posted on Sep, 17 2003 @ 04:25 PM
Research is the real strength in any argument. Read what you can about the history of UFOs/aliens. Don't just rely on websites without
But... I have a problem with the "terrifying fact" clause. If you use it, you will be loading an extra argument into your presentation. Instead of
just having to examine whether or not aliens are real, you will also have to show, if they are real, that they are indeed 'terrifying'. Your
presentation will become bogged down with moral judgments that your classmates might not automatically concede to you.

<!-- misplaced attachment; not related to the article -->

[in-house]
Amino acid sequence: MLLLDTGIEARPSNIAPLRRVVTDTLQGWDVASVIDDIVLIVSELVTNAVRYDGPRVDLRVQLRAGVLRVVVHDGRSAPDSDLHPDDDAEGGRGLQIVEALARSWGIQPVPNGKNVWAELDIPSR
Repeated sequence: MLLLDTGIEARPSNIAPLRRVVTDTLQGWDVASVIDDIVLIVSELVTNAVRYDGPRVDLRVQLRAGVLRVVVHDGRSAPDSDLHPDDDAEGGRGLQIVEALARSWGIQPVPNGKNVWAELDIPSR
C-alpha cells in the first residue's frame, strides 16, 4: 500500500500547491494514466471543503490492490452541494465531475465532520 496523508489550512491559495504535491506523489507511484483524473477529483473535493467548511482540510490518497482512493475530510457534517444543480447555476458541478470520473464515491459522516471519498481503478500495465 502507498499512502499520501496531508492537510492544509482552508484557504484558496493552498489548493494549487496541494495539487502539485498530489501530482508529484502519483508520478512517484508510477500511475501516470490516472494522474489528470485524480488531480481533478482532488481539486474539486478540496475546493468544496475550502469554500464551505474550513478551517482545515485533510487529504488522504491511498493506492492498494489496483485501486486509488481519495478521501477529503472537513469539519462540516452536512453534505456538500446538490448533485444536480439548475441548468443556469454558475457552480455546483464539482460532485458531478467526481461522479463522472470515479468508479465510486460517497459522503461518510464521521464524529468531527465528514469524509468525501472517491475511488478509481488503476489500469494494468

Look at it this way... The best books/movies about aliens have avoided treating them as either space monsters or angels. that's because, when you do
either, you are loading your own cultural precepts onto a phenomena which isn't fully understood.
My advice: Stick with the 'classic' sightings and (if you have to argue a point) aim only at trying to show that aliens are real (or not real/not
visiting). You can maybe spice up the Q&A period with questions about alien motives, but if you go into convoluted ATS type theories as to what
aliens are actually up to you will get stuck in the mud.
The Washington Sightings/Overflights from 1952
The RB-57 incident
The Cash-Landrum incident (from 1980, I believe, though this was probably a military thing)
The Lubbock lights
The Iran F-4 Ufo chase form the 70s
The F-106/SAC chases from the 70s.